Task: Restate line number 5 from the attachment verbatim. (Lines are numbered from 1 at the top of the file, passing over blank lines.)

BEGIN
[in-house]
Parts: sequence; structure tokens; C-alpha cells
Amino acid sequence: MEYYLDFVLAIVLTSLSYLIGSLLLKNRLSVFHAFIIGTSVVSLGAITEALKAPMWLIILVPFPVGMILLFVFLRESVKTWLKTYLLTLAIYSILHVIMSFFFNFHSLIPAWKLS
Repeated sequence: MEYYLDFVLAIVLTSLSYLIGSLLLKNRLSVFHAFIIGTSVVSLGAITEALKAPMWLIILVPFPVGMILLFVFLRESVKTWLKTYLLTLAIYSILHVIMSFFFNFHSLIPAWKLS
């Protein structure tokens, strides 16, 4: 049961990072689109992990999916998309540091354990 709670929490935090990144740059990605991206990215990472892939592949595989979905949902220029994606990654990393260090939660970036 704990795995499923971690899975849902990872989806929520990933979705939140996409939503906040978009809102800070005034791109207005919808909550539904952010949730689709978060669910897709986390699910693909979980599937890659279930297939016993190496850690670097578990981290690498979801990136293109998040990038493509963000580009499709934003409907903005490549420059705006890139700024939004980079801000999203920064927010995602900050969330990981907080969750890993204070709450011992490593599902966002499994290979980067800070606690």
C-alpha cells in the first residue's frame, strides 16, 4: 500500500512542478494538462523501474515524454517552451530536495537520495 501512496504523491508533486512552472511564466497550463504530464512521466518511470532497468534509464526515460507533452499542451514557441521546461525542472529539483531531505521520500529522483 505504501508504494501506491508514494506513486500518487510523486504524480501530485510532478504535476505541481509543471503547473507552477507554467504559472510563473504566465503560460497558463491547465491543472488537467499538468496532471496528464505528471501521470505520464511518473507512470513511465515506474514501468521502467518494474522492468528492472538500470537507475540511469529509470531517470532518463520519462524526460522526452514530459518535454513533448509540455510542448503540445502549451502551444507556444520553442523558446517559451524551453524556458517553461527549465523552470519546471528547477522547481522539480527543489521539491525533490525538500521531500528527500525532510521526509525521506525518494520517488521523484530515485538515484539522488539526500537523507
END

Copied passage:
């Protein structure tokens, strides 16, 4: 049961990072689109992990999916998309540091354990 709670929490935090990144740059990605991206990215990472892939592949595989979905949902220029994606990654990393260090939660970036 704990795995499923971690899975849902990872989806929520990933979705939140996409939503906040978009809102800070005034791109207005919808909550539904952010949730689709978060669910897709986390699910693909979980599937890659279930297939016993190496850690670097578990981290690498979801990136293109998040990038493509963000580009499709934003409907903005490549420059705006890139700024939004980079801000999203920064927010995602900050969330990981907080969750890993204070709450011992490593599902966002499994290979980067800070606690």